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Kidney Int. 1999 Jan;55(1):315-20.

Hyperhomocysteinemia, anticardiolipin antibody status, and risk for vascular access thrombosis in hemodialysis patients.

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Department of Medicine, and Department of Pediatrics and Medical Genetics, University of Calgary, Calgary, Alberta, Canada.



Vascular access failure is an important cause of morbidity in end-stage renal failure patients on hemodialysis. Currently, little is known about risk factors that predispose certain hemodialysis patients to recurrent access thrombosis. Hyperhomocysteinemia (common in patients with renal failure) predisposes people with normal renal function to recurrent and early-onset venous thrombosis, although the effect on vascular access thrombosis is currently unknown. Previous studies have suggested that high titers of IgG anticardiolipin antibody (IgG-ACA) predispose hemodialysis patients to access thrombosis. This cross sectional study was designed to assess for an association between two predictive variables, hyperhomocysteinemia and elevated titers of IgG-ACA, and vascular access thrombosis in patients undergoing chronic hemodialysis.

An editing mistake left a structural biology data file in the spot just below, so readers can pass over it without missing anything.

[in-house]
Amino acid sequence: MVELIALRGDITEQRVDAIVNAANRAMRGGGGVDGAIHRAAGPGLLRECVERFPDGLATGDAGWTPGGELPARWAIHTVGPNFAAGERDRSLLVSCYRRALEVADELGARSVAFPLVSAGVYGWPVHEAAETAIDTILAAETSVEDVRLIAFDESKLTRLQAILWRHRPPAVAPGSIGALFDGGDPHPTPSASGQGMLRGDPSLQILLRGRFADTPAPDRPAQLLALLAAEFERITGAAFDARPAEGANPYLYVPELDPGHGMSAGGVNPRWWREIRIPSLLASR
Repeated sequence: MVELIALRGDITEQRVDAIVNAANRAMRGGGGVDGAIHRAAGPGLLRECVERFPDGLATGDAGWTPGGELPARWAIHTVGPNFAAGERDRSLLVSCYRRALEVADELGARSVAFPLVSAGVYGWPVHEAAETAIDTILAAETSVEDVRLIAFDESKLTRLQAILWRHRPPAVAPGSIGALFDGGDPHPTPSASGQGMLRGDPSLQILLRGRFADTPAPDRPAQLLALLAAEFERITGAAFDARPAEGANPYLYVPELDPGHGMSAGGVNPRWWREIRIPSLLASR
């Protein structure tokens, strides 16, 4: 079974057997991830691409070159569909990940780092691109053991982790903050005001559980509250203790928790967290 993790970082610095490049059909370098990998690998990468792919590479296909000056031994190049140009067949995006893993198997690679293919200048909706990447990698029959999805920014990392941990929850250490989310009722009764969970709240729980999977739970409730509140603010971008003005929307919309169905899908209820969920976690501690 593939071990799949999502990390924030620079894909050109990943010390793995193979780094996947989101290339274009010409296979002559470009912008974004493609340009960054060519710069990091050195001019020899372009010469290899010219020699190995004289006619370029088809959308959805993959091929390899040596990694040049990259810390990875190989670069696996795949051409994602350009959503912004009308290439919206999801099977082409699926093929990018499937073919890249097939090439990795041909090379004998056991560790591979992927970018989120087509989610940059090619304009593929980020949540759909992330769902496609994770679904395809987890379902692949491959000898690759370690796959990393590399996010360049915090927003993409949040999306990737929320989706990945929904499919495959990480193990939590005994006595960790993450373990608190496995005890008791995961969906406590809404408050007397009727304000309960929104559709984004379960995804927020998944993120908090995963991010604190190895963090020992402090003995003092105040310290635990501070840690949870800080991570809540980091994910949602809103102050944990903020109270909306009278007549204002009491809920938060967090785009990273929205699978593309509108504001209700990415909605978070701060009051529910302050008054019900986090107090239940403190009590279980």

Risk factors for vascular access thrombosis were documented, and the number of episodes of access thrombosis was recorded for the previous three years in patients undergoing hemodialysis. Midweek predialysis total homocysteine and IgG-ACA levels were measured in all subjects.


Of the 118 patients who were enrolled, 75.4% had a native arteriovenous fistula. Episodes of vascular access thrombosis were recorded for the previous three years; 34 (28.8%, 95% CI 20.9 to 37.9%) patients had 72 episodes of access thrombosis over the period of risk. Mean homocysteine levels were not significantly different between these 34 patients (28.6 micromol/liter, 95% CI 24.5 to 32.7) and the patients who had no episodes of graft thrombosis (29.8 micromol/liter, 95% CI 26.7 to 32.9). Sixty-seven unselected patients had IgG-ACA levels drawn for analysis, and all assays were negative. The only variable that was associated with a higher risk for graft thrombosis was the type of vascular access placed (odds ratio 4.0, 95% CI 1.6 to 9.6 for patients with a synthetic graft compared with those with an arteriovenous fistula).


No association was found between homocysteine levels or anticardiolipin antibody and vascular access thrombosis in our patient population.

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